Point of View

Haiti and cholera are strangers

November 14, 2010 

The arrival of cholera in Haiti is first and foremost a health emergency.

Once the emergency is over, though, the stigma attached to the disease will likely linger, only prolonging the suffering of a country that can hardly afford any more agony.

It's happened in Haiti before. In the 1980s HIV crisis, Haiti and its people were falsely associated with the disease and risky behavior. This stunted economic growth, handicapped freedom of movement and disfigured Haiti's public profile. In many ways, the stigma rivaled the spread of disease.

The conversation changed only after humanitarians like Paul Farmer worked with Haitian communities to develop effective treatment and prevention strategies which have become a model for global health.

Cholera can yield a similar blow to Haiti on the world stage, even though Haiti is one of the few Western countries which until now had escaped cholera's path. One way to mute this devastating association is for the world community to respond in a bold, broad and coordinated manner to the outbreak.

Cholera has long been a menacing scourge. Karl Marx has called it India's revenge on Western colonialism. The disease stimulated the development - through painful necessity - of engineering solutions to sanitation problems in Europe.

When it first arrived in the Americas in 1832, Haitian President Jean-Pierre Boyer immediately announced public health measures to prevent "the invasion of cholera morbus in Haiti, which has already traversed Europe, and penetrated the United States."

Research of 19th century newspapers reveals that while cholera raged in the U.S. and much of the Caribbean, it failed to take root in Haiti, the world's only nation born of a successful revolution against slavery. Occasional rumors that cholera had arrived in Haiti were denied by international diplomats and traders.

In the mid-19th century, Haitian historian Thomas Madiou noted, "It must be observed that cholera has never entered Haiti, even when it raged all around our island, in St. Thomas, Puerto Rico, Jamaica, and Cuba, in the Lesser Antilles and the Greater Antilles alike. Could this be due to some emanations of our soil that don't allow choleric toxins to survive, or to some condition of our atmosphere?"

Even Haiti critic Spenser St. John would write, in 1886, "Although Port-au-Prince is the most disgusting city I have ever seen, it has never been visited by cholera."

President Florvil Hippolyte in 1892 again published protocols to prevent the introduction of a Euro-American cholera infection, and there is no record of epidemic cholera in 20th century Haiti (and little cholera activity anywhere in the 20th century Caribbean). It strongly appears that Haiti has never before been ravaged by cholera.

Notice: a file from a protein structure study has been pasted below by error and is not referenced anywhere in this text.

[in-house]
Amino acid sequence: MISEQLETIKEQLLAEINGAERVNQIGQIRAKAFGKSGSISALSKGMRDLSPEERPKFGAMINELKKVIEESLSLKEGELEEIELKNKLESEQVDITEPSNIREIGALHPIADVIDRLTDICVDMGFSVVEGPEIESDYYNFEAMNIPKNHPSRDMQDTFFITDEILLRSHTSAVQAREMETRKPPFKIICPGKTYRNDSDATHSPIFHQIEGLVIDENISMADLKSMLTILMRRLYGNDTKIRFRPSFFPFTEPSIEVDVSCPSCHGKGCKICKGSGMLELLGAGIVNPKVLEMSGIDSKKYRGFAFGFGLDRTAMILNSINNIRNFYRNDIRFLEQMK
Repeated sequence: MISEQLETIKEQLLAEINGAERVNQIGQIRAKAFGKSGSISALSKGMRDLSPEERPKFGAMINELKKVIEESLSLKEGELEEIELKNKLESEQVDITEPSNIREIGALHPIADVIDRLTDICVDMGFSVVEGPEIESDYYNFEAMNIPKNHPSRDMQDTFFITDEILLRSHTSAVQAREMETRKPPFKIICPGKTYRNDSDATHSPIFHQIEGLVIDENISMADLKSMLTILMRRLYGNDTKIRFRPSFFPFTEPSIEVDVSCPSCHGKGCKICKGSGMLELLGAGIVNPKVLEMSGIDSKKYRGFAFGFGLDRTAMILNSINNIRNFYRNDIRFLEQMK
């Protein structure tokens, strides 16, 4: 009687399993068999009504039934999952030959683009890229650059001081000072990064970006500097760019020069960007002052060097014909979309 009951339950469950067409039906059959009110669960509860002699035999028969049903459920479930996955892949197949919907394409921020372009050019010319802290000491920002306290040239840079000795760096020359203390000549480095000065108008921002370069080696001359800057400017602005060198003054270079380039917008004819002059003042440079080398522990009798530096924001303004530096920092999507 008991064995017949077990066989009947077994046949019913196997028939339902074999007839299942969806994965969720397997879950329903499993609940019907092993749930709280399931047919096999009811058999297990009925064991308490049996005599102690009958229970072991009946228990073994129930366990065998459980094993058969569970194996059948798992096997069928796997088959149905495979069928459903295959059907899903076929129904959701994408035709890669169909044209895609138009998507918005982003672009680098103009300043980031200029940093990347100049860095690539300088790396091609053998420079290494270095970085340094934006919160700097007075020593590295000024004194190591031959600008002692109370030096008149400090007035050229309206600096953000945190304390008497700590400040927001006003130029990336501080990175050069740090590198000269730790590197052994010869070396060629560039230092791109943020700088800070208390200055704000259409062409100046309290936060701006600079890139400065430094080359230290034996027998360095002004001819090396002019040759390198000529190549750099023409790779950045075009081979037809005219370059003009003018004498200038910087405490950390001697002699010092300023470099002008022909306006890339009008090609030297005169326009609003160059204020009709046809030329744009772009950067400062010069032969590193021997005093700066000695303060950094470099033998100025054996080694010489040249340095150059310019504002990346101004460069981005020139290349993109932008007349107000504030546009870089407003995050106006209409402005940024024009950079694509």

That, of course, is no longer the case. Climate change, and flooding like that which immediately preceded the emergence of cholera in the Artibonite region of Haiti in October, have now facilitated transmission of cholera to one of the last unaffected countries in the Western world.

Tragically, the deployment of troops from cholera-endemic regions in the UN's "Mission to Stabilize Haiti" may be responsible for the introduction of cholera into the flooded river system, making international humanitarian and policing initiatives a vector of both the disease and the cure.

Only a small percentage of those who come down with cholera will become mortally ill, and most of them can be saved with antibiotics and rehydration. And we may be seeing in regions like St. Marc, where the death rate is dropping markedly, that the disease has mostly run its course.

But other emergencies are popping up in many communities, including in Port-au-Prince, where the presence of large numbers of people in camps creates a particularly dangerous situation.

A swift response on the part of health care providers, combined with timely identification of outbreaks, public health information campaigns and "swarm response" to affected areas, will help Haiti surmount its time of cholera. Will it survive the stigma, too?

Deborah Jenson is a professor of French at Duke University who is currently engaged in projects on post-traumatic stress in Haiti. Her book on the literature of the Haitian Revolution, "Beyond the Slave Narrative," will be published in January.

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